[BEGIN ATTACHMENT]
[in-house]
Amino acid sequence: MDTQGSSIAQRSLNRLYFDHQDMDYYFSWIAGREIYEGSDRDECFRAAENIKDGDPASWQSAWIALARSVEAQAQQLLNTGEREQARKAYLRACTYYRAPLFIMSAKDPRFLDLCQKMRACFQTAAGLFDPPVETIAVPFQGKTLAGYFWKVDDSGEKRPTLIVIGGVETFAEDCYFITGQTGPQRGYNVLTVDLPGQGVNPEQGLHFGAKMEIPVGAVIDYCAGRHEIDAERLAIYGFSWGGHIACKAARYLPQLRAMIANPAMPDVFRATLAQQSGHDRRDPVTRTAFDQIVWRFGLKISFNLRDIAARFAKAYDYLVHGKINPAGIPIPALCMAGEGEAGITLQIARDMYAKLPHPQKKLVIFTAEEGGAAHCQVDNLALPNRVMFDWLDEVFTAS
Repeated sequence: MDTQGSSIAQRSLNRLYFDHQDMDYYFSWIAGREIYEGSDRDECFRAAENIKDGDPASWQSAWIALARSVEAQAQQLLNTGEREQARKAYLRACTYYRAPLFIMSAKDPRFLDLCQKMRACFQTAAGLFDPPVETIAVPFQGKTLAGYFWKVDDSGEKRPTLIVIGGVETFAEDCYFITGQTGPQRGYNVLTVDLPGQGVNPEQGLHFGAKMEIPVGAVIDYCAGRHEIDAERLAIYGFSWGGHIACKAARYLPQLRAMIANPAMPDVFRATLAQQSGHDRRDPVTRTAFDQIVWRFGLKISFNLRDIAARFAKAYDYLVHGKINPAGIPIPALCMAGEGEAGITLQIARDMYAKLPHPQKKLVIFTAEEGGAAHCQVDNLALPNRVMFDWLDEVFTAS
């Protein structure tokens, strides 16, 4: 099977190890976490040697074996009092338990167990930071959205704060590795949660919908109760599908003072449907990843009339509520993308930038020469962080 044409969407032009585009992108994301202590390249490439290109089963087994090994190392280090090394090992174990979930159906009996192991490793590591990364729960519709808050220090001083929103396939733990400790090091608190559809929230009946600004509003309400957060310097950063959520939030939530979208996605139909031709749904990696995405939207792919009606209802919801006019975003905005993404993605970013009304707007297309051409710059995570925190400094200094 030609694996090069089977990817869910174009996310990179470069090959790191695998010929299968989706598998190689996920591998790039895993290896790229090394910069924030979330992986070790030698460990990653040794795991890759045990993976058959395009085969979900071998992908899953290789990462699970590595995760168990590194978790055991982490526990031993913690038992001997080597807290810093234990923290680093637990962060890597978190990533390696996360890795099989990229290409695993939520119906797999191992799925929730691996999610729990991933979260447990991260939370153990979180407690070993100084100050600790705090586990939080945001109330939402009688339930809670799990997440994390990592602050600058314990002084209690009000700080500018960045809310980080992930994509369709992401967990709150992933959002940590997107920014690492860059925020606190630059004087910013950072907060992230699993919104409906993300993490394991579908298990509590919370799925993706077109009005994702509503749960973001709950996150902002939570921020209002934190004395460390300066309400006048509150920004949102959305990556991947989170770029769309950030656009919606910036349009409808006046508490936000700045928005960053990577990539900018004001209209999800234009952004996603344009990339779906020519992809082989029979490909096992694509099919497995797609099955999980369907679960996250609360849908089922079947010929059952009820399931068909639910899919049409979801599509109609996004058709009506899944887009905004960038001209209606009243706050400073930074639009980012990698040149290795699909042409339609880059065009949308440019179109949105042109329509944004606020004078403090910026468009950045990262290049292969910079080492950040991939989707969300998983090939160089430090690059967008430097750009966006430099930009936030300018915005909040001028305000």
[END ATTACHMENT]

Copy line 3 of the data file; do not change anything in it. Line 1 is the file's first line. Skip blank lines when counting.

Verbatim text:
Repeated sequence: MDTQGSSIAQRSLNRLYFDHQDMDYYFSWIAGREIYEGSDRDECFRAAENIKDGDPASWQSAWIALARSVEAQAQQLLNTGEREQARKAYLRACTYYRAPLFIMSAKDPRFLDLCQKMRACFQTAAGLFDPPVETIAVPFQGKTLAGYFWKVDDSGEKRPTLIVIGGVETFAEDCYFITGQTGPQRGYNVLTVDLPGQGVNPEQGLHFGAKMEIPVGAVIDYCAGRHEIDAERLAIYGFSWGGHIACKAARYLPQLRAMIANPAMPDVFRATLAQQSGHDRRDPVTRTAFDQIVWRFGLKISFNLRDIAARFAKAYDYLVHGKINPAGIPIPALCMAGEGEAGITLQIARDMYAKLPHPQKKLVIFTAEEGGAAHCQVDNLALPNRVMFDWLDEVFTAS